The purpose of this study is to determine whether affective considerations have a claim on inclusion in the curriculum and, if so, how these claims may be accommodated. The target group is the adolescents in their secondary school phase. Current research has indicated beyond doubt that curriculum planning can no longer be restricted to the cognitive domain. Feelings and emotions are involved in every learning experience and hamper or enhance cognitive development. Therefore the teacher’s responsibility should be extended to include the education of feeling and emotion as well. The study proposes an approach based on sound educational principles and scientifically acquired data. The point of departure is the widely accepted principles and criteria for curriculum design. The relatively new communicative curriculum provides a useful framework, but it has innate weaknesses. Only if care is taken to counter the possible effects of such weaknesses, will the new syllabi have a chance of success. Affective aims should, however, not oust cognitive aims. Intellectual development is the primary goal of the school curriculum. A continuous stream of interaction flows between the affective and the cognitive fields. On all levels of curriculum design the approach should be to take the development patterns of the adolescents as the vantage points, formulate aims to accommodate affective development and only then to choose the relevant cognitive aims. Such an approach will hopefully lead to the achievement of a more balanced education for the volatile adolescent.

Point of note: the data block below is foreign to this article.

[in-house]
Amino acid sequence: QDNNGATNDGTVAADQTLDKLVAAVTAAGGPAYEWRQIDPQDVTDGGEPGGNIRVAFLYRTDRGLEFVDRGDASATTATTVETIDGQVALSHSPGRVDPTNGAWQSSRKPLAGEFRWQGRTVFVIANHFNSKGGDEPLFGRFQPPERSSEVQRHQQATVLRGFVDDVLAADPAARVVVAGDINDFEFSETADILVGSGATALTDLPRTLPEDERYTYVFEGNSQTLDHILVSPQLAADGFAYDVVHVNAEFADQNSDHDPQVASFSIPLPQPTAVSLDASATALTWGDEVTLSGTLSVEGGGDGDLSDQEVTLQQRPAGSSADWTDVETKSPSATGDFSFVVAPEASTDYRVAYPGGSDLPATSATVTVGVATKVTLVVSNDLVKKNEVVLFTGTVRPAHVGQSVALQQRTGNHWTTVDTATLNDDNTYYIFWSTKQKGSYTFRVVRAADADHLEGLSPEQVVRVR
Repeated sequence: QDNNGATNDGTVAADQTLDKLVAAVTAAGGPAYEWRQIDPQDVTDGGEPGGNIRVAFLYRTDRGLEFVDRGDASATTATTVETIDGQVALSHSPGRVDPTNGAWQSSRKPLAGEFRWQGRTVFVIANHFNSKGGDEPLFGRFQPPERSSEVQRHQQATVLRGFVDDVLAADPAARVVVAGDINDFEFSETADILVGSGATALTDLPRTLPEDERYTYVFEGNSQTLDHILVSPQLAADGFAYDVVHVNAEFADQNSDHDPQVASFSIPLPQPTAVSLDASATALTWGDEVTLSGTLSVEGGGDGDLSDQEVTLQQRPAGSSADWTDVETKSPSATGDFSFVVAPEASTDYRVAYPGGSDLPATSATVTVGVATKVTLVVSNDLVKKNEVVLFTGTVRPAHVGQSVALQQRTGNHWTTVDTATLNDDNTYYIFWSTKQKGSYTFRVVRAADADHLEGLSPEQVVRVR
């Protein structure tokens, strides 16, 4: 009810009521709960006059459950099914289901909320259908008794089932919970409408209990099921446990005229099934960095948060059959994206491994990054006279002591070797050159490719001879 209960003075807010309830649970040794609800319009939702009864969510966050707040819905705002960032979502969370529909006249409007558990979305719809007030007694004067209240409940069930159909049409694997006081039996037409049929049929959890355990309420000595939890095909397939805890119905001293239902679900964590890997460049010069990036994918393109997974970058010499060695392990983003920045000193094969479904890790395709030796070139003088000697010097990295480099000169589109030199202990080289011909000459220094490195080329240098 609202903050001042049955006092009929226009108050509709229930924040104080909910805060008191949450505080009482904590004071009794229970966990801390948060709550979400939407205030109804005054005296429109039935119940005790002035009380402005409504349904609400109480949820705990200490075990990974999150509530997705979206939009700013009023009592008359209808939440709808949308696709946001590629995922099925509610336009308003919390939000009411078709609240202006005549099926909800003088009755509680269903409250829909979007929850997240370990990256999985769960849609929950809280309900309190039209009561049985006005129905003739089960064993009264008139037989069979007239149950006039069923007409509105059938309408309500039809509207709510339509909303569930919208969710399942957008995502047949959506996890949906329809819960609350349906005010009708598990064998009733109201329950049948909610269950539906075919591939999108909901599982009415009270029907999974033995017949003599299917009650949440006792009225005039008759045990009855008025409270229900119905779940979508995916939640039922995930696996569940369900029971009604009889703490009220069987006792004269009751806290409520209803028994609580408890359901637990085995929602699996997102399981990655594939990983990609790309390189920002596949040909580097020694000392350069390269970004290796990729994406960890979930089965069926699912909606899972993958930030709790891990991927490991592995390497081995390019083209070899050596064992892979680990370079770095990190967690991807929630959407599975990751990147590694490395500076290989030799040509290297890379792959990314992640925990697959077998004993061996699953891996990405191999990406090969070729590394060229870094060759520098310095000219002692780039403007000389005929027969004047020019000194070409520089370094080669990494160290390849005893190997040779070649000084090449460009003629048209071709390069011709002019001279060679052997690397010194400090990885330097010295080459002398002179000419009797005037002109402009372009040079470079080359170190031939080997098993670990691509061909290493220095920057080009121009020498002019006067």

|Degree Type||Masters degree|
|Degree Description||M Ed|